Blanc de Hotot

From Wikipedia, the free encyclopedia
Jump to navigation Jump to search
Blanc de Hotot rabbit

The Blanc de Hotot is a medium-sized rabbit breed originally developed in France. It is a compact, thickset white rabbit with spectacle-like black rings around each dark eye. First bred in Hotot-en-Auge, Normandy, France in the early 1900s, the breed spread throughout Europe and into North America by the 1920s. Initially unpopular in the United States, it died out there, and suffered population decline in World War II-era Europe. It began to spread again in the 1960s and 1970s, and was re-imported to the US in 1978. Today it is recognized by the British Rabbit Council and the American Rabbit Breeders Association, but is considered globally endangered, with a listing of "threatened" status by the American Livestock Breeds Conservancy.


The Blanc de Hotot is always white, with black bands around the eyes, which by breed registry standards should not be more than 116 to 18 inch (0.16 to 0.32 cm) wide. These bands give the breed "the appearance of fine spectacles around the eye".[1] The body type is compact, thickset and somewhat rounded. Dewlaps are sometimes present in Does, but are penalized in showing for bucks. The breed has a wide chest, short neck and well muscled fore- and hind-quarters.[1] Originally the black eye bands were not part of the breed standard, which instead described black eyelashes and gray lower eyelids. The fur has a large number of guard hairs, which create a sheen reminiscent of frost. Bucks weigh 8 to 10 pounds (3.6 to 4.5 kg) and does 9 to 11 pounds (4.1 to 5.0 kg). The Blanc de Hotot is an active and hardy breed.[2]


Hotot rabbit.

The Blanc de Hotot was developed in Hotot-en-Auge, Normandy, France by Eugénie Bernhard, a noted rabbit breeder.[3] She bred for the desired white and black coloration on a rabbit suitable for both meat and fur production. Around 1902, Bernhard crossed Vienna White and Checkered Giant rabbits with white Flemish Giants, and by 1912 produced what is recognized as the first Blanc de Hotot rabbit. In 1920, a member of the breed appeared in show for the first time at the Exposition Internationale d'Aviculture in Paris, France, and they were officially recognized as a breed in 1922. In 1921 and 1922, they were first exported to the United States, although the breed was not popular in that country and died out.[2]

In 1927, they began to be exported to Switzerland, where they became very popular. In 1930, the German Frederick Joppich began raising Blanc de Hotots, and would come to be called the "greatest supporter" of the breed.[4] World War II caused major population decreases, almost resulting in extinction for the breed in France, the Netherlands and Germany.[2] Joppich, and many of his rabbits, remained in East Germany when the country was divided following World War II. However, a fellow breeder began to spread the rabbits throughout the Federal Republic of Germany (West Germany) in the 1960s, and by 1970, there were 62 Blanc de Hotots registered in a major show in Stuttgart.[4]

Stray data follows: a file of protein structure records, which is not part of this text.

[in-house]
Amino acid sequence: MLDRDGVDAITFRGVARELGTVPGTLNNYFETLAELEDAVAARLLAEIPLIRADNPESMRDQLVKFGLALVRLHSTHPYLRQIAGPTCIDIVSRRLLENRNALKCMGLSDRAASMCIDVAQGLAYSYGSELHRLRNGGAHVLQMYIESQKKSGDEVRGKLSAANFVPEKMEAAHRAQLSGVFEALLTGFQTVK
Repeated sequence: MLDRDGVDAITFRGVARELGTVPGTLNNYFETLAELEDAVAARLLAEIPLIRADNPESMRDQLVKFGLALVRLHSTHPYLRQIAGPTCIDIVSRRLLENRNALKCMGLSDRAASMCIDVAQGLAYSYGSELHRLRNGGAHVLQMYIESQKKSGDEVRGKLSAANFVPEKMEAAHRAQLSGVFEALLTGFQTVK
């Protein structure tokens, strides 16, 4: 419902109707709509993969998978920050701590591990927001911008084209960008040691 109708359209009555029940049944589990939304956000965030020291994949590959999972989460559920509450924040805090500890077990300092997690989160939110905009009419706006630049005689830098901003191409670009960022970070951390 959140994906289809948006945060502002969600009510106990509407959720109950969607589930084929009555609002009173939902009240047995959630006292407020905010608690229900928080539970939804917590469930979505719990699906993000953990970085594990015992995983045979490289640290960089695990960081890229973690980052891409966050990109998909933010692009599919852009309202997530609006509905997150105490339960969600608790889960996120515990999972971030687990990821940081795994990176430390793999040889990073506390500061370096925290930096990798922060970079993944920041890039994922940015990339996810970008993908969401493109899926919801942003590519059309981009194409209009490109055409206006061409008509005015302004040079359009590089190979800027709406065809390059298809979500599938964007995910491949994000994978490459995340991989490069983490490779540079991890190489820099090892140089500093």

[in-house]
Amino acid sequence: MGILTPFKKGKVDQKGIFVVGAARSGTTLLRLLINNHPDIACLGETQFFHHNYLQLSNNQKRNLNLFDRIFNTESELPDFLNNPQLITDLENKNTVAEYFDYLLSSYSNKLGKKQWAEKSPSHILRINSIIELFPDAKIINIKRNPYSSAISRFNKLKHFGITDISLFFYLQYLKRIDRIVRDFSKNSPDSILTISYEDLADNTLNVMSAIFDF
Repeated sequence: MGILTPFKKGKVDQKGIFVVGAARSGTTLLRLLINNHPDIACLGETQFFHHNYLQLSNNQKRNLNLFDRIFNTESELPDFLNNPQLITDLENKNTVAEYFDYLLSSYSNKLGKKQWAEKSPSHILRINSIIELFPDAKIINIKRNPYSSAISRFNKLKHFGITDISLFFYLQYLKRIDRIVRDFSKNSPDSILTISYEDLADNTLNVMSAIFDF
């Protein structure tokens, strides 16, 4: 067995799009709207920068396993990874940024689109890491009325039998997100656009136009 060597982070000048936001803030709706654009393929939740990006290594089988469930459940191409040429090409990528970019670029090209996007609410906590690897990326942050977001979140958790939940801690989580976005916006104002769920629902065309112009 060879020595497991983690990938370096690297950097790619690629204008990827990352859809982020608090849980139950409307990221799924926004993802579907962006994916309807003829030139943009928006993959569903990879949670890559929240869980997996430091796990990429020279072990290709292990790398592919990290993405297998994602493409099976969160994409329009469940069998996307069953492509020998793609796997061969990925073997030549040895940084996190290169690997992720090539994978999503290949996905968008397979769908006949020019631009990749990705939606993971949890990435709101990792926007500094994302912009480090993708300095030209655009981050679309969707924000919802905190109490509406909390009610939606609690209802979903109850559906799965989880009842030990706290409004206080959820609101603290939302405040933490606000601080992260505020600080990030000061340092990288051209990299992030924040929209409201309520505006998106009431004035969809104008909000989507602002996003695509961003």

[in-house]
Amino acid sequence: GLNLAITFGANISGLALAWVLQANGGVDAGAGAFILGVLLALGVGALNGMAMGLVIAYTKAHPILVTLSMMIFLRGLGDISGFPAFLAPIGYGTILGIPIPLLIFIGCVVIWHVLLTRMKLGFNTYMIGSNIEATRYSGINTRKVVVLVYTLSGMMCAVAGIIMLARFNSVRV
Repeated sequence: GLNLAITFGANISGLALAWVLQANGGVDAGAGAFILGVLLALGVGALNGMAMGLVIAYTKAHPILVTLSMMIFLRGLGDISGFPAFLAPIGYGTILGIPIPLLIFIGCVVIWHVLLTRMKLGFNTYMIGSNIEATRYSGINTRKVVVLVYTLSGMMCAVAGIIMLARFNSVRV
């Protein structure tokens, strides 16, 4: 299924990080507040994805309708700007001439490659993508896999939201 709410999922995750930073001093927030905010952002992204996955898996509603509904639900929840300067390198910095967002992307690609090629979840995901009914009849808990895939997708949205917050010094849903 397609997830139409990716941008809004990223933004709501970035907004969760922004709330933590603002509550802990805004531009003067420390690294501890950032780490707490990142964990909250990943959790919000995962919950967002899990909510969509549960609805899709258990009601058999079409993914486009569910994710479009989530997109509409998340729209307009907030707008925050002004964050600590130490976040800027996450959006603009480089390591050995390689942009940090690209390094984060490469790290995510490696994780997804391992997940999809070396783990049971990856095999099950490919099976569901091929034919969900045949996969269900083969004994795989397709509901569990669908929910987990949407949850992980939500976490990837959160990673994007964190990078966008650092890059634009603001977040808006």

Exports to the United States began again in 1978, and in September of that year, the first Blanc de Hotots to be shown in the US were exhibited at the New Mexico State Fair.[4] In 1979, the Blanc de Hotot was recognized by the American Rabbit Breeders Association. In the US, Blanc de Hotots have been crossed with White Beverens, White New Zealands and White Satins to increase the available gene pool. In 2004, additional imports to the US were made from Germany, the Netherlands and England. The Blanc de Hotot is considered globally endangered,[2] and is listed by the American Livestock Breeds Conservancy at "threatened" status, meaning they have a global population of less than 1,000 and less than 100 registrations in the US each year.[5] The Blanc de Hotot is recognized by the British Rabbit Council[6] and the American Rabbit Breeders Association.[7] In Britain, the Blanc de Hotot is grouped with other rare rabbit breeds in the Rare Varieties Club.[6] In the United States, the breeder association is named the Hotot Rabbit Breeders International.[8]

See also[edit]


  1. ^ a b "Blanc de Hotot" (PDF). British Rabbit Council. Archived from the original (PDF) on October 30, 2013. Retrieved April 9, 2013.
  2. ^ a b c d "Blanc de Hotot Rabbit". American Livestock Breeds Conservancy. Retrieved April 9, 2013.
  3. ^ Whitman, Bob D. (October 2004). Domestic Rabbits & Their Histories: Breeds of the World. Leawood KS: Leathers Publishing. p. 107. ISBN 978-1585972753.
  4. ^ a b c Whitman, Bob. "History of the Blanc de Hotot". Hotot Rabbit Breeders International. Archived from the original on May 20, 2013. Retrieved April 9, 2013.
  5. ^ "Conservation Priority Livestock Breeds 2012" (PDF). American Livestock Breeds Conservancy. Retrieved March 4, 2013.
  6. ^ a b "Breed Standards". British Rabbit Council. Archived from the original on March 29, 2013. Retrieved April 9, 2013.
  7. ^ "ARBA Recognized Breeds". American Rabbit Breeders Association. Retrieved April 9, 2013.
  8. ^ "Home". Hotot Rabbit Breeders International. Retrieved April 9, 2013.

External links[edit]